Geamhain, Night 625, Galway Bay (823 A.D.)
Waves crashed on the surface, smacking the stones that kept each wave from floating on into the blue. The endless blue that faded into the sky, becoming the night. The blue of possibility, stretching and reaching each corner of every cove and cliff, uniting them all in a path of uncertain ground. A blue to float on, to sail and navigate with power. A blue to swallow them up and spit out their bones, washed clean from their organs, to deposit on the sea as the dead who make up the sand. That’s what Conn always said.
Their ancestors, mariners and explorers, become a layer of sand. After their bodies are pushed out to sea, they are returned back as the small specks of dust that line the beaches. An armor to protect the islands. Their spirits remain, he said, that is why you can hear in the shells a faint whisper. In between the crashes of the breakers, you can hear them calling to you. Blessing you or cursing your journeys. Fiachra could hear the voices. Not a whisper, but a shout. He heard them, many voices speaking languages he could not understand. Some were low, melodic and others were frantic, unpleasant. Fiachra shivered.
He was alone in a torrential bubble of water. The figure who met them on the dock was outside his watery capsule. They rode the waves driving the current, pulling them to their will. The water melted and pulled like honey. With a touch of the figure’s hand, the ocean obeyed its master. It bowed down and rose up with a flick of the wrist. The figure grabbed Fiachra’s hand and pulled them into the ocean, on top of a wave the figure had pulled up from the breakers. With a clap and a grunt, the water circled around Fiachra, wrapping him like a package. He was covered in water yet it did not consume him. He could breathe, his clothes were dry. In this air pocket he stood, bracing himself against the speed by which they carved through the water. Head above the waves, the figure glided. The hood billowed with the wake they left but the figure did not look at him. The figure remained locked, like a standing stone against the movement around them. Steady, they stared in the direction of east. They were going east, back to the mainland.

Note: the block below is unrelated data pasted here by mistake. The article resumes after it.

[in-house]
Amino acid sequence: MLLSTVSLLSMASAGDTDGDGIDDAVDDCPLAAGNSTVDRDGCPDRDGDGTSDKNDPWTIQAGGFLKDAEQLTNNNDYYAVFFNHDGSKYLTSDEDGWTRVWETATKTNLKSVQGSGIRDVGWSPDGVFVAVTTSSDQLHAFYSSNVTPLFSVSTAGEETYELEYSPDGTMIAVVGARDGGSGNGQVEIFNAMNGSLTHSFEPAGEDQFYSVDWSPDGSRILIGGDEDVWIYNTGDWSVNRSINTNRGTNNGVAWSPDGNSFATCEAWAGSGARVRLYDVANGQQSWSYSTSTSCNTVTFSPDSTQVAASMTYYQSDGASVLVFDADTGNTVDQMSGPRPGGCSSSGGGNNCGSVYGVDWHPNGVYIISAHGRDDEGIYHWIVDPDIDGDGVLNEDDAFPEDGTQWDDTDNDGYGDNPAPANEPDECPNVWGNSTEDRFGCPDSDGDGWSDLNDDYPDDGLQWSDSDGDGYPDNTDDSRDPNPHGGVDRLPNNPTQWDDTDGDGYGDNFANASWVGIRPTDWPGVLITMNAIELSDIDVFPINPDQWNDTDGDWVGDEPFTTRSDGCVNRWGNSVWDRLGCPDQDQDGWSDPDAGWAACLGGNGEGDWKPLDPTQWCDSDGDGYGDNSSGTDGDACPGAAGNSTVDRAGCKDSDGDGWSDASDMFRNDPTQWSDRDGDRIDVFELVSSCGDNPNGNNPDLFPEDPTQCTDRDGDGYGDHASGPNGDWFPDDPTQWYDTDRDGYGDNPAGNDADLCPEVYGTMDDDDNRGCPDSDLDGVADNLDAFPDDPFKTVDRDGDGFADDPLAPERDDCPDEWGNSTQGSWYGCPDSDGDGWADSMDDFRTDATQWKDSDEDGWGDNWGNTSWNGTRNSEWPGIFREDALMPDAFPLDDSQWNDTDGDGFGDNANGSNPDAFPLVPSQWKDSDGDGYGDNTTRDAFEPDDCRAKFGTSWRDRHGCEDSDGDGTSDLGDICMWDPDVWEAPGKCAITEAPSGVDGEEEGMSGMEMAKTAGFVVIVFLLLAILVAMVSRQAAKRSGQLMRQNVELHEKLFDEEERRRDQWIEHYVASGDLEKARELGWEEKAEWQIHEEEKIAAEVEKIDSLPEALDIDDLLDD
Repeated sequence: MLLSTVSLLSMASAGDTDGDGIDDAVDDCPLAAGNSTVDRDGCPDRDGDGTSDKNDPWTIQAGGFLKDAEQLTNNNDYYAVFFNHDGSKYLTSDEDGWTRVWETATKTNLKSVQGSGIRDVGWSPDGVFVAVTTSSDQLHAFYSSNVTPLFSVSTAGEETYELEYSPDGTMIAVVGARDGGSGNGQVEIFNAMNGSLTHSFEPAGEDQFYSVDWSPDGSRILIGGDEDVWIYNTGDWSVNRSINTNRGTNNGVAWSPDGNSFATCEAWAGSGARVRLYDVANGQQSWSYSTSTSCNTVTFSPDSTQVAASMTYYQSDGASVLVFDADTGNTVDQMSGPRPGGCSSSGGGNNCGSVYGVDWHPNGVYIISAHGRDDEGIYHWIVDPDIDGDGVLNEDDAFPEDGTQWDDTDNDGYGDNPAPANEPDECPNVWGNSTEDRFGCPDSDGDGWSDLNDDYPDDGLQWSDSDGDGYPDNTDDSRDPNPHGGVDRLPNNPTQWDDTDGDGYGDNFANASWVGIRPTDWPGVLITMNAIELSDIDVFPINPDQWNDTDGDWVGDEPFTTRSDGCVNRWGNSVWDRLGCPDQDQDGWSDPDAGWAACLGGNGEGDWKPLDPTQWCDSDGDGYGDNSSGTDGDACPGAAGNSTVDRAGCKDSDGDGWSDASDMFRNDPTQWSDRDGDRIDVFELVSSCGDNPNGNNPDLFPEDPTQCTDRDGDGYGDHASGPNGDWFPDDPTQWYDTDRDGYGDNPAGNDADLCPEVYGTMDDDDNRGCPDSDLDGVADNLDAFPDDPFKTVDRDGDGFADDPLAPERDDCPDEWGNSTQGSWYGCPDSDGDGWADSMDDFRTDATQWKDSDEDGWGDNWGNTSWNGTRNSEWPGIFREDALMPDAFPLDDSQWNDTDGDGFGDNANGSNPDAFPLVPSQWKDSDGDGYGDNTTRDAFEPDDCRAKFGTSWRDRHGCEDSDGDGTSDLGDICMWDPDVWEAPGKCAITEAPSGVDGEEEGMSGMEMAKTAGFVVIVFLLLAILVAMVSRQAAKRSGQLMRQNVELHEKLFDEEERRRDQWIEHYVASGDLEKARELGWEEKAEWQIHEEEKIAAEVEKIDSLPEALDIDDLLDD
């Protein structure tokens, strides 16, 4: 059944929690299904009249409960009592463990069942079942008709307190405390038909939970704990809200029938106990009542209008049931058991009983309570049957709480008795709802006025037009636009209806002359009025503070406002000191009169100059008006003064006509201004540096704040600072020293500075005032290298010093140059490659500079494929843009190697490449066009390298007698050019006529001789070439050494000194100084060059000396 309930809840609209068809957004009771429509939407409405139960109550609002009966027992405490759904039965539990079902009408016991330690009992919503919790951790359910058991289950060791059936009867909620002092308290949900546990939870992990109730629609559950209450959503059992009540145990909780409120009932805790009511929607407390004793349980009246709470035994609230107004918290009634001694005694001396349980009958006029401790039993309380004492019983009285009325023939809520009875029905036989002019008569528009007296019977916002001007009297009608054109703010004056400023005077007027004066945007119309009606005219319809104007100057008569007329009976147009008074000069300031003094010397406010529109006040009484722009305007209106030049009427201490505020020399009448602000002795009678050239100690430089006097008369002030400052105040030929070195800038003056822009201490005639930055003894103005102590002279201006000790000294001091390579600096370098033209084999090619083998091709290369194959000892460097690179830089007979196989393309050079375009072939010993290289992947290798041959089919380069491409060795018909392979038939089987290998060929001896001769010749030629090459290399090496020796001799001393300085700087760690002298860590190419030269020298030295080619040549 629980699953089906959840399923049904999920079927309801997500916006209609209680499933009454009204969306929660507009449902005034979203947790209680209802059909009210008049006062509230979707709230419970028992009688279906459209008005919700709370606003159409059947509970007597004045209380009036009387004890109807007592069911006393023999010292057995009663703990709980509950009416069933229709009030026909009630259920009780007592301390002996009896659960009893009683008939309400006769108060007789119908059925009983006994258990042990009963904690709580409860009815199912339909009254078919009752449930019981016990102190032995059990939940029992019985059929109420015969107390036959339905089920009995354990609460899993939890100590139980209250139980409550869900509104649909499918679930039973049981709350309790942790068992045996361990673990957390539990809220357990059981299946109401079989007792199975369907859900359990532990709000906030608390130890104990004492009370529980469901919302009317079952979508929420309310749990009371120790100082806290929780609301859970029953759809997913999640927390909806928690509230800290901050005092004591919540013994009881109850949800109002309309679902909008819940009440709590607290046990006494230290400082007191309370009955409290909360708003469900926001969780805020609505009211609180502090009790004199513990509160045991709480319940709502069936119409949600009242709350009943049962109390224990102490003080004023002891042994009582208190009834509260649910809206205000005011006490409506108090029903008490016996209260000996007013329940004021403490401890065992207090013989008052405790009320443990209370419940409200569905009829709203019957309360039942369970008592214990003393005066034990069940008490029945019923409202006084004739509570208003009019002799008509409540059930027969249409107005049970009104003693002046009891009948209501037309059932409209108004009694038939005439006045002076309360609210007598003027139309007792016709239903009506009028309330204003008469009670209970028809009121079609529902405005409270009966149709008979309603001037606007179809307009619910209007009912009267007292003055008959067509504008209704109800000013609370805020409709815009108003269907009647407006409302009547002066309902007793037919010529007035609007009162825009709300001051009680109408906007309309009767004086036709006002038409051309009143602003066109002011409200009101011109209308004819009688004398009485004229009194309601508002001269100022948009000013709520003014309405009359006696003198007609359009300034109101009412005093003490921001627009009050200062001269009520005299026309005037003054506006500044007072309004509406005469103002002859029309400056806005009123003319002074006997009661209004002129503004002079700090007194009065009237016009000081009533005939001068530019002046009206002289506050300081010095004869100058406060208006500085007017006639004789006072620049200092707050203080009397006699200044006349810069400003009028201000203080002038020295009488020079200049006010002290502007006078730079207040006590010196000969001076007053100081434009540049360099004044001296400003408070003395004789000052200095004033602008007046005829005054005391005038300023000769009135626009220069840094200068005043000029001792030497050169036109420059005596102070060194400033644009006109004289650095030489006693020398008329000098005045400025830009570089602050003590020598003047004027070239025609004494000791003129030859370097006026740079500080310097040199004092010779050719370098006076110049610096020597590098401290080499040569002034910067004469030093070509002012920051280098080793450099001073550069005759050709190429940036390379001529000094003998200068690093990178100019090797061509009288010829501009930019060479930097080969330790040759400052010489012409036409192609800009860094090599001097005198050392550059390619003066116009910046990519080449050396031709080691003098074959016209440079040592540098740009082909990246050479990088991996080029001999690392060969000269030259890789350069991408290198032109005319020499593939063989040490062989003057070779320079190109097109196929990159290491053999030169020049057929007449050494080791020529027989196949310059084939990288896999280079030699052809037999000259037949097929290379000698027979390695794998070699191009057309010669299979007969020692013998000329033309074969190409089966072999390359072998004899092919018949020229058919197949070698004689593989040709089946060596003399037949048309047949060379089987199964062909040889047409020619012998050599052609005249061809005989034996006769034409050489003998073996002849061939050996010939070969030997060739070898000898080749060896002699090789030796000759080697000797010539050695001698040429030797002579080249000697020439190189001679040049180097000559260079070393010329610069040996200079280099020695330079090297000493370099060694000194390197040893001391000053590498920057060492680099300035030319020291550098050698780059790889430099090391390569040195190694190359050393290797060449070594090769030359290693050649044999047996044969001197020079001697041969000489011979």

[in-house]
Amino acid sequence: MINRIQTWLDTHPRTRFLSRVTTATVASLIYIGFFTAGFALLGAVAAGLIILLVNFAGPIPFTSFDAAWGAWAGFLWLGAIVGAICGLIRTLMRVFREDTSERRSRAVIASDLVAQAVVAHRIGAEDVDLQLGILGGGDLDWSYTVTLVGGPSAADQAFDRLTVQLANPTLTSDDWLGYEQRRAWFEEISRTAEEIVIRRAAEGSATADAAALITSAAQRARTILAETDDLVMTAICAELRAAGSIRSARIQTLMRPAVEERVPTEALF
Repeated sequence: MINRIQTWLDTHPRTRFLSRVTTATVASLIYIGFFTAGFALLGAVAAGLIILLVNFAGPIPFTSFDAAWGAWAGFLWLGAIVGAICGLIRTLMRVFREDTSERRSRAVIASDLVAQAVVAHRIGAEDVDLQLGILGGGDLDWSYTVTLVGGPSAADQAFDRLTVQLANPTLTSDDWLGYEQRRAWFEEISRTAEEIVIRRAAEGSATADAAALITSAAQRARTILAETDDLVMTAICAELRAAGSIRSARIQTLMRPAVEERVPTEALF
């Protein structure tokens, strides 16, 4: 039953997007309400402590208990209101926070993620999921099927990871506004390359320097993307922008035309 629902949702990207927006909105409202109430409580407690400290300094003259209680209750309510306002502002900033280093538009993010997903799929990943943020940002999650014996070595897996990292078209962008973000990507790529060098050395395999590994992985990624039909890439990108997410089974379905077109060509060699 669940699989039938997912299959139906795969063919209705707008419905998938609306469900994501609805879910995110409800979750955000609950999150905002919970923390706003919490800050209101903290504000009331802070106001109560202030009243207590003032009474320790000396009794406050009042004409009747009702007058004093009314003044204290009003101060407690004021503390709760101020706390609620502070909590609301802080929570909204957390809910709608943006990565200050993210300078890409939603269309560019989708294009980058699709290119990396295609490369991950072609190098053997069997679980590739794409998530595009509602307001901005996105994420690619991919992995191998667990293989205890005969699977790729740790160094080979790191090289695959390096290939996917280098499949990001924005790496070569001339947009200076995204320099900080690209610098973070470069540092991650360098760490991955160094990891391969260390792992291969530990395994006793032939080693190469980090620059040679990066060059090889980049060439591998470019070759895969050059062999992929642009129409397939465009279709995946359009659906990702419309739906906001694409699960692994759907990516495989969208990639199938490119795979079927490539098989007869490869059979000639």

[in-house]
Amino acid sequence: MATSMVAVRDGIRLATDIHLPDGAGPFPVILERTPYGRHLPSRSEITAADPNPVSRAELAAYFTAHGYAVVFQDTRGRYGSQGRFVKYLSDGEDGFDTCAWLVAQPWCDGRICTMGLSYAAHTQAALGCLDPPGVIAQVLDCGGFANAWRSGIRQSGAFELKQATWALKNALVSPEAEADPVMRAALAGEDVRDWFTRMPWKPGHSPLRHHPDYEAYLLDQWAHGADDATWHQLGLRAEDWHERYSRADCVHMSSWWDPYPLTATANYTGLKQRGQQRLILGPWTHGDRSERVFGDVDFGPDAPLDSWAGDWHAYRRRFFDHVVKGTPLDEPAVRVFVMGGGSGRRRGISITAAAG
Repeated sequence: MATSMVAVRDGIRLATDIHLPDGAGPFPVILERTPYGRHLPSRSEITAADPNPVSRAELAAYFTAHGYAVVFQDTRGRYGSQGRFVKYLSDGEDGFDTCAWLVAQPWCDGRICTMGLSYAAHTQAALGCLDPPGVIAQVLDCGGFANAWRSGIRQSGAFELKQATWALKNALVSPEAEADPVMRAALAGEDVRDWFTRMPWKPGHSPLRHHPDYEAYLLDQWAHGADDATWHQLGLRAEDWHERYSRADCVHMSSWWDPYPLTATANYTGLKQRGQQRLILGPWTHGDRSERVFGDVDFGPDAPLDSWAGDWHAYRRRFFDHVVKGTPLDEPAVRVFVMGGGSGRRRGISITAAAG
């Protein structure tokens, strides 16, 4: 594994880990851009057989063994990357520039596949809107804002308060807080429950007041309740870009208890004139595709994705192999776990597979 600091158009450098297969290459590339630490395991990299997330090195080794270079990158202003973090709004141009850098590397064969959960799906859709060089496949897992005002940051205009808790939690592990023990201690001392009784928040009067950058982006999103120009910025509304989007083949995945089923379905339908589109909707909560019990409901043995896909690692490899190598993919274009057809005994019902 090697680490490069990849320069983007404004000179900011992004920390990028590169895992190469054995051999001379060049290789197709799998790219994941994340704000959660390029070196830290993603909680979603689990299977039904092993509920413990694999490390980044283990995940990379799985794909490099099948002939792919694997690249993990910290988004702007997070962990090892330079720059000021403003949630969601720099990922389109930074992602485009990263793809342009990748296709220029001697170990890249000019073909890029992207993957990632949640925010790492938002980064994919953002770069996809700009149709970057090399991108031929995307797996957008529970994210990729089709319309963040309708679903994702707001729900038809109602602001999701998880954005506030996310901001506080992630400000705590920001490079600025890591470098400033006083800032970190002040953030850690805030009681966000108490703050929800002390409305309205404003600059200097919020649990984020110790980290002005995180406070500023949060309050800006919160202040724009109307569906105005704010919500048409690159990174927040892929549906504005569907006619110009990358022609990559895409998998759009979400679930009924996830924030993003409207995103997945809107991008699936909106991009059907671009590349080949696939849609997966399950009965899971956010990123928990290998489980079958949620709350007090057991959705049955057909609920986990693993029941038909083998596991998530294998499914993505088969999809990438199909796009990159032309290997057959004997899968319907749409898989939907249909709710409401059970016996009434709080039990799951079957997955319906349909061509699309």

Kinvara was certain this was the right move. She begged him to go and leave her behind to fight her own way. She had a plan to help his parents, an insane one. Saoirse and Riagan were as good as dead where they sat in the dungeons of Innis Aran. Her optimism annoyed him. There are times to be hopeful and times to be wise, his grandmother Tearlag used to say as she sneered at Conn. Fools were the hopeful, the wise knew how to get what they wanted. They never wished, they only succeeded. Fiachra was always the fool, wishing for something more he could not have.
Wishing for different parents, a new family, to be rid of Biorn, to not cringe after every public argument his parents had, and now he wished for the chance to earn his birth right as the chieftain of Galway. Tearlag argued that was how it should be. No one was destined to be a king, they must earn it, and it would be most honorable if you suffered for it, like she did for her dual chieftainships. Was his grandmother ever happy? He questioned this at night when in his bed his mind would wander the bad memories locked away in the far reaches of his subconscious. She discussed at length her sorrows and her pain. She relished in the pain she achieved for the admiration of her father. She was long-suffering for them all. The discomfort they lived and were sustained by her loss. What a funny way to live, he mused.
His grandfather Conn seemed happy and successful. He was a content soul. Peaceful. Fiachra was not peaceful. Neither was Riagan. Success was not supposed to be peaceful. Was his grandfather a failure? Would Fiachra be a failure if he wished for a life removed from chaos? This orb was peaceful. It was lovely to be out of control. To ride the waves removed from their risk, to float like a bird, skimming the danger with just a sip. He was the raven, the Fiachra. In that moment he was free. He looked back at the islands, a distant speck now to his view. Something fell off the cliff. His heart was in his throat. He smacked his hand against the water wall and yelled. They needed to go back, he screamed. The figure flicked his wrist and Fiachra fell into the sea.